I assume there's no need to express the profundity of my frustration nor the depths of my dismay at this point. The repair man even suggested I might be making this up. But, I'm not. When the pilot went out after the second gas valve was replaced, I began to log the times at which the pilot had to be relit. Still, I at least no longer had to stomp on the floor to start the heater when the thermostat engaged.

After a week and a half of logging outages twice to three times daily, many times noticed at the moment the pilot went out in the manner I described two paragraphs ago, I decided to see if the original thermopile had been replaced with a faulty one. I sought one out and purchased it for just under $40 and installed it. Very easy to install.

Within 12 hours the pilot went out again. I contacted the repair man (talking with him directly now) the next day and told him all about it. We decided that since the gas valve had been replaced and the thermopile had been replaced twice, the only thing left to replace was the thermostat--though he made it clear that he didn't see how this could possibly be the cause.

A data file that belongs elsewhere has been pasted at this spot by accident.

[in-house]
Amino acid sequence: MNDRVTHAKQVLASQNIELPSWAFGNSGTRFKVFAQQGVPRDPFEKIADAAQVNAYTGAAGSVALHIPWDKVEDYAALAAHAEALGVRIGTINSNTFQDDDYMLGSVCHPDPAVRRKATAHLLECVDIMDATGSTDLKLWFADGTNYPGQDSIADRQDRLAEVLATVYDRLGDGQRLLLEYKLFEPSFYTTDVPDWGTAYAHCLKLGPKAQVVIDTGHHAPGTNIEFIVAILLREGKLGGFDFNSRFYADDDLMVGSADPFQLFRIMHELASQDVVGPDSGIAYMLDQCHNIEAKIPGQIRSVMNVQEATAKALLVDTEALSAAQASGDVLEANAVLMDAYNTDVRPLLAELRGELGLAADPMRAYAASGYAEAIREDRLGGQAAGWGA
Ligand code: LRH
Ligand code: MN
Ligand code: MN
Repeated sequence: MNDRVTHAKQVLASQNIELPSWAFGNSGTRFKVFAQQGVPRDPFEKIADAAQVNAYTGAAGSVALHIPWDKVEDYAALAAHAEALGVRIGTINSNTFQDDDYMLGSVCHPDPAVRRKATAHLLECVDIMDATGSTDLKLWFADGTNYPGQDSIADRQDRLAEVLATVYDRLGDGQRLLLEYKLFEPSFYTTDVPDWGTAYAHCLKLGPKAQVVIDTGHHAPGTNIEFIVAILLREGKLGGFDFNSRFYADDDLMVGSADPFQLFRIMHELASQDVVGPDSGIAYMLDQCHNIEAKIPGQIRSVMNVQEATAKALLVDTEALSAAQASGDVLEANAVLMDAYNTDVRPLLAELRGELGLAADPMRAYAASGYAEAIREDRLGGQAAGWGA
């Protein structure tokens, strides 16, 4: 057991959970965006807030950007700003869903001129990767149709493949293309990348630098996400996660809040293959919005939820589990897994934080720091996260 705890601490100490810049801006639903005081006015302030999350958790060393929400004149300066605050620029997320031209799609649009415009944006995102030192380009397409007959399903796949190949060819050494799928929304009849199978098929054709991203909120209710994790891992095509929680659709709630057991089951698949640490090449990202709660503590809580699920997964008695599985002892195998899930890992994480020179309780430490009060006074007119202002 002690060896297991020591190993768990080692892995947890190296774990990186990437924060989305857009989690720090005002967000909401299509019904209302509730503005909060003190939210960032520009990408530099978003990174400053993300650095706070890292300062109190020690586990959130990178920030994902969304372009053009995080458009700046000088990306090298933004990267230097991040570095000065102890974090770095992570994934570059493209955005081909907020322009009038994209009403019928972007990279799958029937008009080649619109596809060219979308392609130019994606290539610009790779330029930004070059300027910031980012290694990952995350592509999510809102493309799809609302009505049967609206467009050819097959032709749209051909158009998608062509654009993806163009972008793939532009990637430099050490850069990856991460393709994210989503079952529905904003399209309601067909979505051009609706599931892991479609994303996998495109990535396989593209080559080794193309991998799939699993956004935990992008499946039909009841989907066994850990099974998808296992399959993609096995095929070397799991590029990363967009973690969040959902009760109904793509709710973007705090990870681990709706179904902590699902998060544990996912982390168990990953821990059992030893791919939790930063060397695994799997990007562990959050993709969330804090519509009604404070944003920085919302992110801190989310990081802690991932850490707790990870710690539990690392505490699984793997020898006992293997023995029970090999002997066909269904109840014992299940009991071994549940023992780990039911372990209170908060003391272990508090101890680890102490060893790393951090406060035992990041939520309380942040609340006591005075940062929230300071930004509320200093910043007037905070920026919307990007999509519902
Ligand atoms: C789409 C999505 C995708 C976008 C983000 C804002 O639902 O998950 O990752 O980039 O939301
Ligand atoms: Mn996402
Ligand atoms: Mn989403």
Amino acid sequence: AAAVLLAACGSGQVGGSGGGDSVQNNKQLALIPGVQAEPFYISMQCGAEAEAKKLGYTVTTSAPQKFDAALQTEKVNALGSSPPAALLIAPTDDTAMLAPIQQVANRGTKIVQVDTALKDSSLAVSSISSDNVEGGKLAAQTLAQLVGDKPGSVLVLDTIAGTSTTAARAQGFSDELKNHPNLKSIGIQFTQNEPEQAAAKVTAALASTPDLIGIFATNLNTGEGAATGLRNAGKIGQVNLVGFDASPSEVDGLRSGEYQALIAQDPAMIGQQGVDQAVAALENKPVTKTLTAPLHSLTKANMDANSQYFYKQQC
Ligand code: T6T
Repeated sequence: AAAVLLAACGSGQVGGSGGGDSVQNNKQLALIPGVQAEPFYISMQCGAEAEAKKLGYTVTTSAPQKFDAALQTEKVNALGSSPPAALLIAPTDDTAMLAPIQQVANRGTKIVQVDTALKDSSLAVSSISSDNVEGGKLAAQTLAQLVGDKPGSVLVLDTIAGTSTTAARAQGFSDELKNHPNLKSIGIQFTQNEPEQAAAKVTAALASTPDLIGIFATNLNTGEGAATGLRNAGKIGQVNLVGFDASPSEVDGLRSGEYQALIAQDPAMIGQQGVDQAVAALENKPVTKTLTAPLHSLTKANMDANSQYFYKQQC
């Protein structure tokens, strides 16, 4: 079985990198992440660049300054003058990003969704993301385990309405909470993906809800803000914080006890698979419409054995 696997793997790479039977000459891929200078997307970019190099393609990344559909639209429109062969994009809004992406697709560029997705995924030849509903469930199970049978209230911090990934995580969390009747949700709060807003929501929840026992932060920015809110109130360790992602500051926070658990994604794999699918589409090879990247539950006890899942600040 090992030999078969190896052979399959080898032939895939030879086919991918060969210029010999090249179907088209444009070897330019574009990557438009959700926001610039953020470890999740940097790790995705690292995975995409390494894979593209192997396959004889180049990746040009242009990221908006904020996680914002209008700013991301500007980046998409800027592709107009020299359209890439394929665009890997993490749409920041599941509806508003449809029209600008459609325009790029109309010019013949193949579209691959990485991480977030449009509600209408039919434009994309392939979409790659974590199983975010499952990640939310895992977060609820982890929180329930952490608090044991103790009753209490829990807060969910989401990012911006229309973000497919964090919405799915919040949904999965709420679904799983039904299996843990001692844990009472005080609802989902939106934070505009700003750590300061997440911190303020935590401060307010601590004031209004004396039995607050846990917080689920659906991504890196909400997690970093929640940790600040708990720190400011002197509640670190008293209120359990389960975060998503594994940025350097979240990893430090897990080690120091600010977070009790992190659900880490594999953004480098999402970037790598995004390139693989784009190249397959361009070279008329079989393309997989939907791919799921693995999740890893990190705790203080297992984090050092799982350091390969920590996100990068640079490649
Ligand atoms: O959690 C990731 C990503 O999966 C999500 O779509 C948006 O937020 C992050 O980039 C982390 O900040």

He came out the next day and replaced the old thermostat with a known good one from another unit. If it was a known good one, I have no idea under what circumstances it operated, because with this dysfunctional wall heater it barely worked. For the first few days I regularly had to thump the wall the thermostat is on in order to get the heater to turn on--a few degrees cooler and several minutes after hearing the thermostat click a closed connection. The pilot still went out every 8 to 14 hours. And not only this, but with the second gas valve and thermostat together, when the thermostat kicked in, the heater would often turn on for a minute, turn off, turn back on, turn off again, turn on for three minutes, turn off for four, turn back on again, and carry on in this manner for 20 to 30 minutes before deciding to either stay on (if all this didn't warm the house) or off (if all this did warm the house)--or go out altogether (if the magic 8 to 14 hour period was up).